While a new AQF will put VET on the centre of the post-school stage with higher education, Universities Australia was quick to back the government yesterday. “The aim of this review was really to bring the framework into the 21st century so it better aligns student skills and capabilities under each qualification type. … In the future, many more Australians will take advantage of life-long learning, with some university and some VET study. It is encouraging to see policy settings revised with that flexibility in mind.”
The Australian Technology Network also supports the government’s response; saying backing Noonan, “provides a platform for future tertiary education reform.”
“Peter Noonan and his fellow reviewers have put in place a sound platform for future reform which will support skilling and re-skilling for lifelong learning.”
Where medical research funding goes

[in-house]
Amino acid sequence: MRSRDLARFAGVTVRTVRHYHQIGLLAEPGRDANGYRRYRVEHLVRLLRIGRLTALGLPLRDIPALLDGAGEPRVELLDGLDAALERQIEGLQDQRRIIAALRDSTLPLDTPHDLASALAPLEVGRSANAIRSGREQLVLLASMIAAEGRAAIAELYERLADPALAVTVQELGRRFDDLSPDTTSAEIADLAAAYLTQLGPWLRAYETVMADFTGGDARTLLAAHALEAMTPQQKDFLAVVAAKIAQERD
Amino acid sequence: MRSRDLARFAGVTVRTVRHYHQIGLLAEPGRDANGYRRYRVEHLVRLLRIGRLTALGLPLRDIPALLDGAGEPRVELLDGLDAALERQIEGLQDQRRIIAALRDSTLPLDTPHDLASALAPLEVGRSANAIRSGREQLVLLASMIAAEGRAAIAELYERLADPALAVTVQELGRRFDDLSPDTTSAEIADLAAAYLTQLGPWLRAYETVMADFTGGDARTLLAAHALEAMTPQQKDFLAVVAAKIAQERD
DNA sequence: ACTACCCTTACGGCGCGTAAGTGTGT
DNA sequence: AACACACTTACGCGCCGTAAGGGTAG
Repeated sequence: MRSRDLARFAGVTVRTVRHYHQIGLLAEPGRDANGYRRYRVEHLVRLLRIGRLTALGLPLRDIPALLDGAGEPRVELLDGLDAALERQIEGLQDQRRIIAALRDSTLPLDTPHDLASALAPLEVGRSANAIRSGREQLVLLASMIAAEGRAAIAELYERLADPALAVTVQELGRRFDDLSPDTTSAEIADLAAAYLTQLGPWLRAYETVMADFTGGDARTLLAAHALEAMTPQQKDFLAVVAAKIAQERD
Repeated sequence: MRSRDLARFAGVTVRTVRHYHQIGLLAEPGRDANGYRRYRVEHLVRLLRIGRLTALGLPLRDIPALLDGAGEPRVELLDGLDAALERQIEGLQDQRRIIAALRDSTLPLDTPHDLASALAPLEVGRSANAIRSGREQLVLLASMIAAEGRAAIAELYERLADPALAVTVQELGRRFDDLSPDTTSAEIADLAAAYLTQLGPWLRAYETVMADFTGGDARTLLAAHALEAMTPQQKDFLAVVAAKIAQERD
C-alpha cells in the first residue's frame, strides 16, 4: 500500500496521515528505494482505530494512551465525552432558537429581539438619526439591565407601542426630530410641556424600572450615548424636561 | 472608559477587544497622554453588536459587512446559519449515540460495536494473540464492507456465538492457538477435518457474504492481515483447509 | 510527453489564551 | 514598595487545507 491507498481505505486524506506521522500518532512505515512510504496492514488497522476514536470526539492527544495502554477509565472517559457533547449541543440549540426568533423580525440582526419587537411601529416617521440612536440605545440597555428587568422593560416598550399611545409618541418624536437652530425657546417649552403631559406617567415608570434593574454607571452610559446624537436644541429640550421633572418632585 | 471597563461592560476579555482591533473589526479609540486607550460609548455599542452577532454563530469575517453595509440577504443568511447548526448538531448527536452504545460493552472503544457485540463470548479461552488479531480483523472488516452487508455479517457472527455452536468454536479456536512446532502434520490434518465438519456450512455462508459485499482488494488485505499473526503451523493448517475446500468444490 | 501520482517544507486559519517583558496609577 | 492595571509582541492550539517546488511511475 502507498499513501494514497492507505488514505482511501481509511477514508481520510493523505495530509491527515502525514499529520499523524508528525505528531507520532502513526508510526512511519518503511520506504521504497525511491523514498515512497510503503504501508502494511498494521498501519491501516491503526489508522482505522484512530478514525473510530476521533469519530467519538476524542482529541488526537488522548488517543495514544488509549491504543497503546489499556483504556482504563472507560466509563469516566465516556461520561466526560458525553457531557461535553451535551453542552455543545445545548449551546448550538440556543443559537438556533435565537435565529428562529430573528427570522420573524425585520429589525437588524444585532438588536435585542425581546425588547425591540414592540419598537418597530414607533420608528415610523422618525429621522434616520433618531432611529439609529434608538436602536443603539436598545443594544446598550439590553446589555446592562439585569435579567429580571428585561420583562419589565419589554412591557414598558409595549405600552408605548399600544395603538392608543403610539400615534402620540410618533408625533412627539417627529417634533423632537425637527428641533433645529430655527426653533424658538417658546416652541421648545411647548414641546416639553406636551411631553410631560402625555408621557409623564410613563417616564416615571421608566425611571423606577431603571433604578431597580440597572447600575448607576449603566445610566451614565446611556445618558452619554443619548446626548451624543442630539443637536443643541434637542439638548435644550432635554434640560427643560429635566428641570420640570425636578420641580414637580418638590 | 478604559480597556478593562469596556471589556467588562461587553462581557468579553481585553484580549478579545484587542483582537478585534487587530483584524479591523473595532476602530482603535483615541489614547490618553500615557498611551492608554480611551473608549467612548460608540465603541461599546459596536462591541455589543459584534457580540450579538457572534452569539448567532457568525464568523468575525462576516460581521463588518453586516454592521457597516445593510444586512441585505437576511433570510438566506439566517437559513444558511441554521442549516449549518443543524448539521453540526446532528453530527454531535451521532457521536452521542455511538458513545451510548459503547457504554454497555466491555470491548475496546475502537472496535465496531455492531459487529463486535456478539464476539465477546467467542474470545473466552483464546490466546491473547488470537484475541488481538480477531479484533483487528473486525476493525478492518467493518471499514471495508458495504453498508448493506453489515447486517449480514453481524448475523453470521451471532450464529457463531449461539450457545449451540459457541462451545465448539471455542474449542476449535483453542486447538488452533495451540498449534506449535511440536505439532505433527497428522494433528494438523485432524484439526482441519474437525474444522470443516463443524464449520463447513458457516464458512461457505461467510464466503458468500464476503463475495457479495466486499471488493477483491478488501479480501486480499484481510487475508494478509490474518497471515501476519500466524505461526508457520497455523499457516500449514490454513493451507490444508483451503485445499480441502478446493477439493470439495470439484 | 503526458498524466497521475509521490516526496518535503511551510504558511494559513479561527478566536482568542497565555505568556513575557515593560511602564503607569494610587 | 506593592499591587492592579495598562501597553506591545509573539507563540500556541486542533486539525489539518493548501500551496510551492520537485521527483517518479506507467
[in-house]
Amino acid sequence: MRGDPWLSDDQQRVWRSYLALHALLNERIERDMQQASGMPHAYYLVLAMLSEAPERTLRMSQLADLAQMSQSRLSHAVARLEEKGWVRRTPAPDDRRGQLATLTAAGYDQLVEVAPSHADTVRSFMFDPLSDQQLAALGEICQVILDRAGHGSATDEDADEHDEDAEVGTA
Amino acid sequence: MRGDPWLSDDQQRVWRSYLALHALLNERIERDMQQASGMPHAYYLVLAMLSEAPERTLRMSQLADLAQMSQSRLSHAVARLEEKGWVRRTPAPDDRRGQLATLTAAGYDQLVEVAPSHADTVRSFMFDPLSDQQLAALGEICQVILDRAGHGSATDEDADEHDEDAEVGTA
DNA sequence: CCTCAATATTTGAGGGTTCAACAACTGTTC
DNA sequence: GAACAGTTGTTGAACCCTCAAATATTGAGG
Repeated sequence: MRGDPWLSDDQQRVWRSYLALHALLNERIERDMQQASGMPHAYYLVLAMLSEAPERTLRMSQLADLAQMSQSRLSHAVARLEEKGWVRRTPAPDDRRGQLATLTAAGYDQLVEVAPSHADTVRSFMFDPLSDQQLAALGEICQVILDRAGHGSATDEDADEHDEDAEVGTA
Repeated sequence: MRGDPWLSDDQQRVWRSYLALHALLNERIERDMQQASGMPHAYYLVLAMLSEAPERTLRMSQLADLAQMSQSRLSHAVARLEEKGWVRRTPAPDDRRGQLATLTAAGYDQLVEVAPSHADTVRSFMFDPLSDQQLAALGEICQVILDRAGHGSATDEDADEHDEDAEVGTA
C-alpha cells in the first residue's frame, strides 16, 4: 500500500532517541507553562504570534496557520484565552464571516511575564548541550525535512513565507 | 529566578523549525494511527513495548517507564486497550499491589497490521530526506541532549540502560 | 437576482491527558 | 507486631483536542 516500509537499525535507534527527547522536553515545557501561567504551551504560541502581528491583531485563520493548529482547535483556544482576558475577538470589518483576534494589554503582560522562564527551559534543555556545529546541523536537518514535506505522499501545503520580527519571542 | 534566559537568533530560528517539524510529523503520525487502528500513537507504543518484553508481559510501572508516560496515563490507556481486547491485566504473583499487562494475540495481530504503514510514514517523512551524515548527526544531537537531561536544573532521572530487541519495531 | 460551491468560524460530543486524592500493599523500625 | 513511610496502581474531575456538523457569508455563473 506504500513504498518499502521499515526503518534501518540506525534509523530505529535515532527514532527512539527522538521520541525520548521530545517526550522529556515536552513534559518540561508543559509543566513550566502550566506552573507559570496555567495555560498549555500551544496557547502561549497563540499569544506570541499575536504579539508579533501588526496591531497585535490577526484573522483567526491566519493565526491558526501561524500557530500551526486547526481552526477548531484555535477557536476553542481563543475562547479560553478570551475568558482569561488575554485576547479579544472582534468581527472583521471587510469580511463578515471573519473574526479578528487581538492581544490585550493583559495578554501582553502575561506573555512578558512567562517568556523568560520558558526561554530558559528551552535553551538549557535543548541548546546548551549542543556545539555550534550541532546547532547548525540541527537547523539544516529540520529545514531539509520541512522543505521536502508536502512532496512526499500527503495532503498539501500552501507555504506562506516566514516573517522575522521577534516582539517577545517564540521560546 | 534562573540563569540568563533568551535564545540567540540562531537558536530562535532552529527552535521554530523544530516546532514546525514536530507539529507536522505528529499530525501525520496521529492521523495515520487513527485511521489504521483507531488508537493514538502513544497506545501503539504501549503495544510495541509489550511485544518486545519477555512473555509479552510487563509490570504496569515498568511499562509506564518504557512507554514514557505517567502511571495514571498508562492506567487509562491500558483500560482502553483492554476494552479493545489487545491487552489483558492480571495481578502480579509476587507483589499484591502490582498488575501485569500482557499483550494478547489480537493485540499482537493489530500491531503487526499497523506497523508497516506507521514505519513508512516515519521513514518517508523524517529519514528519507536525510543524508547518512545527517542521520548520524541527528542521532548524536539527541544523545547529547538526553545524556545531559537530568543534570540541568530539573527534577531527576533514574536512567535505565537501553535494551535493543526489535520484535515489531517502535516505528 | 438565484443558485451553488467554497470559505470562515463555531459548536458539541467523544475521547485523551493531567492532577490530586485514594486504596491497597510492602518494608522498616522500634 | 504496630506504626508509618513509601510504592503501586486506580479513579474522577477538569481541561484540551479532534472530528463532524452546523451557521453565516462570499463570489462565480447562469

The National Health and Medical Research Council released $437m in research funding on Saturday – maybe they hoped nobody would notice the 11 per cent success rate for the $240m Ideas Grants programme.
Saturday’s figures likely complete 2019 funding (unless the NHMRC is gift-wrapping an announcement for Christmas Eve). So, the YTD figures show how universities and research institutes did this year.
Where the money will go: All up, the NHMRC allocated $884m in competitive grants this year, supporting research at 48 of 71 applying institutions. Universities and MRIs collecting $10m plus (rounded) are;
* Monash U $148m * Uni Melbourne $135m * Uni Sydney $81.3m * UNSW $82.5m * Uni Queensland $64m * Walter and Eliza Hall $37m * UWA $33m *QMIR Berghofer MRI $24m * Uni Newcastle $23m * Uni Adelaide $21m * Murdoch Children’s RI $17m * Flinders U $15m * Menzies School of HR $15m * Deakin U $14m * Macquarie U $14m * Uni SA $13m* Uni Tas $13m * ANU $12m * Griffith U $12m * James Cook U $11m * Curtin U $10m.